Sometimes an individual wants to show other adults their private parts without permission. Even if you are on private property and not in public view, this type of exposure is illegal. As an adult, if you expose your private parts to someone other than a consenting adult, even if you are on private property, you are guilty of a Class 2 misdemeanor.
If You Cause An Indecent Exposure
You can also be charged with indecent exposure if you encourage someone else to display their privates in view of the public.
One example would be owning land and knowingly permitting others to engage in indecent exposure in public view. Another example could be a college-aged man who flashes his privates from a school balcony on campus as a dare. Both the encouraging party and the flasher could face public indecency charges.
Sometimes a type of public nudity is legal. However, local governments regulate the location and operation of sexually oriented businesses. These local governments may also choose to restrict or prohibit nude, seminude, or topless dancing in general. So even though state law may not consider breasts and buttocks as private parts, choosing to flaunt these parts of your body in public could be against the law of a local government.
Legal History of Indecent Exposure Law
In a 2015 case, a court ruled that a man violated public indecency laws even though he was on his private property exposing his privates in his garage. The court defined public exposure as anywhere “viewable from any location open to the view of the public at large.” Because others could and did see him, including a neighbor child, the man was convicted of felony indecent exposure in the presence of a minor.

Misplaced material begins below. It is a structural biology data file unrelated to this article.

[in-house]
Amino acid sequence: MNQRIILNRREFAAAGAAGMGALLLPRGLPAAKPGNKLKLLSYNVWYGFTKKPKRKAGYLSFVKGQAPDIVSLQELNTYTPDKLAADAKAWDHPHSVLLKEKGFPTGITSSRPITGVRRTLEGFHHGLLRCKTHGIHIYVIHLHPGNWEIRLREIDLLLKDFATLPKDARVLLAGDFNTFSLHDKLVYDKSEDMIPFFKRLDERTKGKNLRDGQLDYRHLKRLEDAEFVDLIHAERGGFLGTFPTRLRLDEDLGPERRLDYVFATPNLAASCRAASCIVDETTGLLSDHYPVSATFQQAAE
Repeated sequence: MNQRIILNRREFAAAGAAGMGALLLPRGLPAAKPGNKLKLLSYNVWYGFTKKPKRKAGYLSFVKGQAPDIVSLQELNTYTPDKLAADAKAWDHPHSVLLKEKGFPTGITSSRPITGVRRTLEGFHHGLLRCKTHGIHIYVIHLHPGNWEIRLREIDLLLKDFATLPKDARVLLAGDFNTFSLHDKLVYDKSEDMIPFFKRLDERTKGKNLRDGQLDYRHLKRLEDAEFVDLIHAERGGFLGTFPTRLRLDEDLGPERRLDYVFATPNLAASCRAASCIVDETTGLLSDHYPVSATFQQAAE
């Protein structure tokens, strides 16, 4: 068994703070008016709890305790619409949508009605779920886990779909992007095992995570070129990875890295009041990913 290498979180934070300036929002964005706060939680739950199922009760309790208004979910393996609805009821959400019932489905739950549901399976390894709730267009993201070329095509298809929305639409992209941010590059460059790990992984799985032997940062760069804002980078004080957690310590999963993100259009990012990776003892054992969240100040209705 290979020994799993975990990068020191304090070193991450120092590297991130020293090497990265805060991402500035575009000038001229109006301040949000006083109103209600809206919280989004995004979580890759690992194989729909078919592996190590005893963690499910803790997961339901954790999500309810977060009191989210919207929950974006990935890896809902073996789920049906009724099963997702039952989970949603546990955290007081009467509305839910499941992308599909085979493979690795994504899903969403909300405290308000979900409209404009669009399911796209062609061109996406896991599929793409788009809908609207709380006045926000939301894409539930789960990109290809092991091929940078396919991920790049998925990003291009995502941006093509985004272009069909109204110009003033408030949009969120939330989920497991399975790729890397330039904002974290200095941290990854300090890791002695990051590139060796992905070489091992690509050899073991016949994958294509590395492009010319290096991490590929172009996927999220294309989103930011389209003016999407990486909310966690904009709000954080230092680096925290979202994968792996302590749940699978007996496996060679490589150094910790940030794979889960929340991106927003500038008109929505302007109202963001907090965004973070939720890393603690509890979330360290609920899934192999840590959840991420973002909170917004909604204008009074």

A 1999 court upheld the indecent exposure conviction of a man masturbating on a creek embankment within view of nearby homeowners. The embankment wasn’t the defendant’s property but was in view of the public at large and of playing children in particular.
In a 1966 case, a man violated indecent exposure laws because his car was in a “public place” parked in a business’s parking lot. The court ruled that he violated indecent exposure laws because of intentional exposure of his private parts in the car on a public street where someone could have seen him. Showing private parts in a parked car in a public parking lot violates indecent exposure law whether anyone sees you or not. (1)
It is always legal in North Carolina for any woman to breastfeed in any public or private area as long as she is legally allowed to be there. Her entire breast may legally show during or incidental to the breastfeeding. There is no indecent public exposure when a woman is attempting to feed her child.
We Can Help
Contact our criminal defense attorneys at Hopler, Wilms, and Hanna if you face charges for indecent exposure. We understand that you have the right to defend your actions in a court of law. Our attorneys stay updated on the most recent legislation and fight to ensure your rights are protected.
We often can negotiate a reduction or dismissal of criminal charges so that you don’t face a jury trial. If going to court becomes necessary, we are with you every step of the way to find the best resolution for your case. Contact us and find out how we can help you today.